Win an E-reader
Random House Australia have a draw to win one of the two new models on offer.  Click here for the entry form.

The Models
The two new models are the PRS 350 and the PRS 650.  The PRS 350 is set to retail around the $ 230 mark, the PRS 650 at $300.  At those prices both units are more expensive than their rough kindle equivalents, the  distinct difference being the touch screen technology and Sony's ability to have the unit shipped to a store front where consumers can hold it in their hand and try before purchasing.

Sony had planned to release its readers in Australia earlier in the year( Aussies have been able to buy units from America) but decided to wait for the new touch screen units and an improvement in the Aussie e-book market.  So with this release lets hope choice, pricing and availability are improving for Australian consumers.

H/T to Book Thingo for giving me a heads up

Sep 3, 2010

Book Beginnings on Friday- 3 September

Book Beginnings on Friday is a meme hosted by Becky at Page Turners. Anyone can participate; just share the opening sentence of your current read, making sure that you include the title and author so others know what you're reading. If you like, share with everyone why you do, or do not, like the sentence.

This week, one of the books I am reading is John Marsden's The Dead of Night.  Its the second in the tomorrow series and I enjoyed the first so much that I had to get the next.   Below is the first sentence:

Damn this writing. I'd rather sleep. God how I'd love to sleep. But I can't. It's been a long time time since I had a peaceful night sleep.

Okay so that's more than a sentence but - Damn this writing - doesn't leave you with much for discussion.  The second book features the same narrator(Ellie) a the first and similarly we start with Ellie  continuing to write the story or chronicle of the freedom fighters from Wirrawee.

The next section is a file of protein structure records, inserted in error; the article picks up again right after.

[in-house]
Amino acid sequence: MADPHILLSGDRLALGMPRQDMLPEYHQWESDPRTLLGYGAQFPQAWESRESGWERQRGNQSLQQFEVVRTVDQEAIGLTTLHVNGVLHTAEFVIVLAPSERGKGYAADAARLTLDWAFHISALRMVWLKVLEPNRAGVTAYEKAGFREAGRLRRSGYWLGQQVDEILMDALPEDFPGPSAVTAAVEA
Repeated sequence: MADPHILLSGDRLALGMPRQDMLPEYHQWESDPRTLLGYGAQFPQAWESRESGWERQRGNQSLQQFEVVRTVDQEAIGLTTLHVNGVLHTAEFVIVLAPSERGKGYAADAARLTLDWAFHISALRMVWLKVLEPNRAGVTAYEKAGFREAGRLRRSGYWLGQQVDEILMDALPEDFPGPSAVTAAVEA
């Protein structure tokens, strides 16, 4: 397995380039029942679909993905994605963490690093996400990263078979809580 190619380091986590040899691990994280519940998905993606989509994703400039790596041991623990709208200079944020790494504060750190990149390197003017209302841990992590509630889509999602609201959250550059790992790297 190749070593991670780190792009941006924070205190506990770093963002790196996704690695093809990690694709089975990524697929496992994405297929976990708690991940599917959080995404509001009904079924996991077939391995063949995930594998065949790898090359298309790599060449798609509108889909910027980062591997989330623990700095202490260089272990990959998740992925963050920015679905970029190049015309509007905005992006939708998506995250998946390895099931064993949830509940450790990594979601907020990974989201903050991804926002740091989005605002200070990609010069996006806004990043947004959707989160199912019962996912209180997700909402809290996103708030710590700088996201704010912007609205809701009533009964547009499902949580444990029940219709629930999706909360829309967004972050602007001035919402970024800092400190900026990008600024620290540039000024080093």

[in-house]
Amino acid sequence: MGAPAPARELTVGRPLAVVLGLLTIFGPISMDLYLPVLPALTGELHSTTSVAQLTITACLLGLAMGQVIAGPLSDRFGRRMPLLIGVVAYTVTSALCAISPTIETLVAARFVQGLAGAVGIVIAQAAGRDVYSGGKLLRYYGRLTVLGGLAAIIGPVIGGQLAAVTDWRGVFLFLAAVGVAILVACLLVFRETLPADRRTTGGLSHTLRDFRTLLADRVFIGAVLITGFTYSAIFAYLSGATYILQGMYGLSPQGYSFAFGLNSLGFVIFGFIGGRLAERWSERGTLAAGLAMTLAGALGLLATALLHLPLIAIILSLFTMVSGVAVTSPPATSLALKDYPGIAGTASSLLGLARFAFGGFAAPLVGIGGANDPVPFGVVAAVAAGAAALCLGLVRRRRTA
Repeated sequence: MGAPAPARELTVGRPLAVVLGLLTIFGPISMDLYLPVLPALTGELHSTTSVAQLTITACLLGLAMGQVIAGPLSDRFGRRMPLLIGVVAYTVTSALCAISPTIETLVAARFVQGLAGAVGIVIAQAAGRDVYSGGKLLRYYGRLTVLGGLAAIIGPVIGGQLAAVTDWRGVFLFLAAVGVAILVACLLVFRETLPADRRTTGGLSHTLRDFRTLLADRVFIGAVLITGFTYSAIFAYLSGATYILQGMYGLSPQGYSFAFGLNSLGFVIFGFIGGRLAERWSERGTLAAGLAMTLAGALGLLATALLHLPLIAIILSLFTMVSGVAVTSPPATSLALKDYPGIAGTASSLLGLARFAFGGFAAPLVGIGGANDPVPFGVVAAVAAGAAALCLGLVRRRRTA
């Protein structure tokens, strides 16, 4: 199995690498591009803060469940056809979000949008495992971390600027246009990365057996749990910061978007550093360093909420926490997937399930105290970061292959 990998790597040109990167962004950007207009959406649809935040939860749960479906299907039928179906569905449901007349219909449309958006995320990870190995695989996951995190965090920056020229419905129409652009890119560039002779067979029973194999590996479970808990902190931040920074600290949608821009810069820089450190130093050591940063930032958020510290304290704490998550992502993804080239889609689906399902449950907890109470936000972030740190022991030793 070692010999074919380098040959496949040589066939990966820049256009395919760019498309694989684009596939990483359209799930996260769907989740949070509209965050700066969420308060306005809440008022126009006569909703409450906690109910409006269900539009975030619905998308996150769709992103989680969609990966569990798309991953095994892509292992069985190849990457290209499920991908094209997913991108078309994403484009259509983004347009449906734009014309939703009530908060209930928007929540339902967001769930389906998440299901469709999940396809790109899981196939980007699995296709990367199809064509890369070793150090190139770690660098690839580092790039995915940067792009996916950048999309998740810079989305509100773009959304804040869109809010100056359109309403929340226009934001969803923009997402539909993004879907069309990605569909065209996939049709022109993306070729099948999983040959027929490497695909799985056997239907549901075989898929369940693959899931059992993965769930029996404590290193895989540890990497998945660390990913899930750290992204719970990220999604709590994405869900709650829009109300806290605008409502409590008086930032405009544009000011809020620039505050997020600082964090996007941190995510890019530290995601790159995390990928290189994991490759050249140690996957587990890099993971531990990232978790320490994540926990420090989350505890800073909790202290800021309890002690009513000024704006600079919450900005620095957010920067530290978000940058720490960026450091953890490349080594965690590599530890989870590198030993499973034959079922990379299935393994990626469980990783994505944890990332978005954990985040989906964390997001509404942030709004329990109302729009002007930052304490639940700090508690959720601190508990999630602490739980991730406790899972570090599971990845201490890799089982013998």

I think this opening does a good job of foreshadowing the rest of the book; reality has set in, the excitement (not sure if this is the right word), the newness of the experience, of being teenage freedom fighters is gone. 

Sep 1, 2010

Adobe Digital Editions–reading E-books without the reader

I mentioned in my last e-book adventures post that I would be discussing e-book reading software, free software that enables you to get a taste of the e-book experience without shelling out cash for the myriad devices on the market.

Adobe Digital Editions

As I mentioned Adobe Digital Editions (ADE) is free software available from the Adobe site here.  It’s built using Adobe Flash and can be used for managing and reading E-books, as well as other digital formats(though I have only used it to view pdf’s and epub files).  Apparently you will need this software registered(free and simple to do) if you intend to purchase any epub formatted books that are DRM(digital rights management) enabled and transfer them to your Nook or Sony e-reader.

However if you are just keen to read some free books in the epub format available from the various free e-book sites like Gutenberg, you needn’t worry about that.

The Interface

The ADE interface can be accessed from two views – one reading the other a library view.  I would describe it as a solid functional application.  It has slightly less customization available to it than Kindle for PC, but nothing that would rank it as significantly worse in terms of function.

The Reading View

Here’s a short video tour I constructed on the reading pane.

The Library View


The Library view is  used to organise your books, you can view your collection in thumbnail format(see above), though as your collection grows I suspect the list format will become more practical.

library bookshelves

You have bookshelves, some of which are automated and others which the user can define.  To place books on own bookshelves its a simple drag and drop operation.

If there was one difference between ADE and Kindle for PC it was that ADE sometimes required you to add books via windows explorer- those that you obtain from Gutenberg or that you create yourself.  Kindle for PC, if my memory serves me correctly synchronizes any kindle/mobi files upon startup.

Questions about Adobe Digital Editions

Is there anything else that you would have liked covered.  Do you use ADE? How do you find it ?  Are you tempted to try reading via ADE?

E-book adventures is my weekly series post outlining my exploration of the e-book format. See other posts here and join in the discussion.


Related Posts Plugin for WordPress, Blogger...